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Nobody's Fool: Thomas Sadoski in 'As You Like It'

The 33-year-old veteran stage actor Thomas Sadoski plays Touchstone in Sam Mendes' Bridge Project's version of the Shakespearian classic.

Thomas Sadowski

Thomas Sadowski

Photo By Robert Mitra

You’re a classically trained young stage actor. You’ve worked consistently with modern playwrights like Neil LaBute, Kenneth Lonergan and Craig Lucas. But the Shakespearean and Chekhovian fare you cut your teeth on in school has escaped you. So Sam Mendes offers you a coveted spot in his Bridge Project production of “As You Like It,” and what do you do?

“I actually turned it down,” says Thomas Sadoski, who stars in the Brooklyn Academy of Music’s installment of Mendes’ traveling Anglo-American theater endeavor. “Sam called me up and said, ‘What in the world are you thinking?’ and I said, ‘Sam, I can’t spend six months away from my wife.’ And he said, ‘I completely get that, and we’ll find a way to work it out.’”

It seems they did. Sadoski is treading the floorboards of BAM’s Harvey Theater as Touchstone, the romantically cynical clown who finds love in “As You Like It.” And when the production travels to cities like Hong Kong, Athens and Paris, his wife, Kim, a casting director for “Law & Order: Criminal Intent,” will come along for part of the ride.

“I rarely protest if someone turns me down,” says Mendes, reflecting on his persistence. “But on this occasion, I just felt he was making a mistake. And by that time, I couldn’t imagine anyone else as Touchstone — as far as I was concerned, he was it. He still is.”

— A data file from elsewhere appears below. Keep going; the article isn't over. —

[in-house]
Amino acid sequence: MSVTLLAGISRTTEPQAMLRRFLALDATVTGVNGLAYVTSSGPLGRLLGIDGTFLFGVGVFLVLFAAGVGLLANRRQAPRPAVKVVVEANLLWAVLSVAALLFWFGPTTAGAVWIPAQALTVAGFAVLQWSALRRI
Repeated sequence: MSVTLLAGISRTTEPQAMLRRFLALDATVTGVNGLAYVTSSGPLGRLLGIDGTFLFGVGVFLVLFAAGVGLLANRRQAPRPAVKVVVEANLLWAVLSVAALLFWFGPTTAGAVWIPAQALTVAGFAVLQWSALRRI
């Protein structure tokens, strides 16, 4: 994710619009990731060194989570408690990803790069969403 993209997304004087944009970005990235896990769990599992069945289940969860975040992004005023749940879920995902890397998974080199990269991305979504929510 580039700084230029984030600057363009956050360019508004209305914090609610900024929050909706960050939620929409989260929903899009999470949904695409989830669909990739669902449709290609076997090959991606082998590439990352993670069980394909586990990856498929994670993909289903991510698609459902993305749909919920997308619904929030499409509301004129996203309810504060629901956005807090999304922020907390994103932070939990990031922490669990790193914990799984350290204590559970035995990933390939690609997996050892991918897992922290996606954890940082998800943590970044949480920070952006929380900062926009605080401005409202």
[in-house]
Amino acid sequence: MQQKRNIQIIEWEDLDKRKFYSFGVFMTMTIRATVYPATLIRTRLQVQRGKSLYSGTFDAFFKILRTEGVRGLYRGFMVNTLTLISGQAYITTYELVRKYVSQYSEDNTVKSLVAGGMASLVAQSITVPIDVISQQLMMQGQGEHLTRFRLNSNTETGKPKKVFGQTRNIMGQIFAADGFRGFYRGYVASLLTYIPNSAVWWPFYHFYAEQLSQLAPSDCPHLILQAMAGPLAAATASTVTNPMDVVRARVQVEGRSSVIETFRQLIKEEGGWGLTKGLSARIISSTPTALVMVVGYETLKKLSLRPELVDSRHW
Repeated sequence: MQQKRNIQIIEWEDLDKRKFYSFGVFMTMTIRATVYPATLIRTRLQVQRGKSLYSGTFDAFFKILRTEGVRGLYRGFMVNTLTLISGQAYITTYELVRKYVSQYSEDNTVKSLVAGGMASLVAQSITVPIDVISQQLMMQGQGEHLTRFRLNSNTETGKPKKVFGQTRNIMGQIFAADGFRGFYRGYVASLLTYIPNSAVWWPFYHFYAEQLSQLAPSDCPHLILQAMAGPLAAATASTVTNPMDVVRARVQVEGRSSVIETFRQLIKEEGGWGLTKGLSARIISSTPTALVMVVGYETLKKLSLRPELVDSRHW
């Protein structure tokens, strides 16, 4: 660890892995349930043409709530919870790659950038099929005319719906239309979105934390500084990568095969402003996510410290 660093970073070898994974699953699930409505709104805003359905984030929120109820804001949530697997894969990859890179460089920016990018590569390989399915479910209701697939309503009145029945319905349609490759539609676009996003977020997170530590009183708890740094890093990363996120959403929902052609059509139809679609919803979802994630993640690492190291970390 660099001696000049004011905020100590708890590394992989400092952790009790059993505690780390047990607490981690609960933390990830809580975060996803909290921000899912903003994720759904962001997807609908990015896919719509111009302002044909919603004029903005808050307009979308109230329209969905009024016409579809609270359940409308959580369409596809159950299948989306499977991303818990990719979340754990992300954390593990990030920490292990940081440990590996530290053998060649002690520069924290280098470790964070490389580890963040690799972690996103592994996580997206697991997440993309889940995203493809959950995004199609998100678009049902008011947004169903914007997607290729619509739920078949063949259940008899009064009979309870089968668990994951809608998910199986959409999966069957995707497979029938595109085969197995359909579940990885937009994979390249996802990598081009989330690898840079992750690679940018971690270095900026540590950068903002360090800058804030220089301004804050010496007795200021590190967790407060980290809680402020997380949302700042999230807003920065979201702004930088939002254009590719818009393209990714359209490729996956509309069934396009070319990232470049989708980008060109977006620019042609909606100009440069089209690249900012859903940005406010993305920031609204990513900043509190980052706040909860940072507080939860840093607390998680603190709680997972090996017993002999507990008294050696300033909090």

Indeed, Sadoski’s approach to the comical work goes further than mere entertainment. In “As You Like It,” Rosalind (Juliet Rylance) grapples with her father’s banishment by his brother to the Forest of Arden and falls in love with the disinherited Orlando (Christian Camargo). When she, too, is exiled by her uncle she runs away to the forest, posing in drag with her cousin Celia (Michelle Beck) and Touchstone keeping her company. And as Touchstone, Sadoski infuses the quintessential Shakespearean “fool” with depths of pathos and heartache.

“Spending nine months running around, jingling a bell and trying to make everyone laugh just seems exceedingly boring to me and Sam said, ‘I don’t want that either,’” explains Sadoski, leaning forward in his seat at the Thomas Beisl cafe, a few blocks from the theater. “I don’t have an interest in coming out and playing everybody’s Jiminy Cricket. I’m interested in bringing a real human being out there who’s dealing with real struggles and loss. And I think that there is the sardonic wit of Touchstone, but there’s some hurt in there, too.”

Despite Sadoski’s easy-going demeanor offstage, it seems such moodiness was not wholly unnatural to him, at least according to his director.

“He has a dark side that he keeps well hidden,” says Mendes of the actor.

“I’m pretty bull-headed,” says Sadoski, 33. “If I don’t want to do something, it’s pretty much impossible to get me to do it.”

Born in New Haven, but raised in College Station, Tex., the only child of two working parents (Mom did everything from insurance sales to running a health club; Dad is a professor), Sadoski decided in high school he wanted to pursue acting. He gave college a shot for three months — “Things didn’t really work out for me, and it didn’t really work out for them, so we had a mutual parting of ways” — then headed to New York, where he studied at the Circle in the Square Theatre School.

Over the years, he has kept busy with predominantly new works like “Becky Shaw,” “Jump/Cut” and, most recently, last year’s “reasons to be pretty,” for which he received a leading actor Tony nomination. After “As You Like It,” he will tackle the role of Stefano in the Bridge Project’s second play, “The Tempest,” opening at BAM Feb. 25.

“For most of my career, I’ve held on really tightly trying to figure out what the hell I’m supposed to do next and controlling everything,” says Sadoski. “I’ve gotten to a point in my life where I think that my job is to just follow the path that gets laid out in front of me.”

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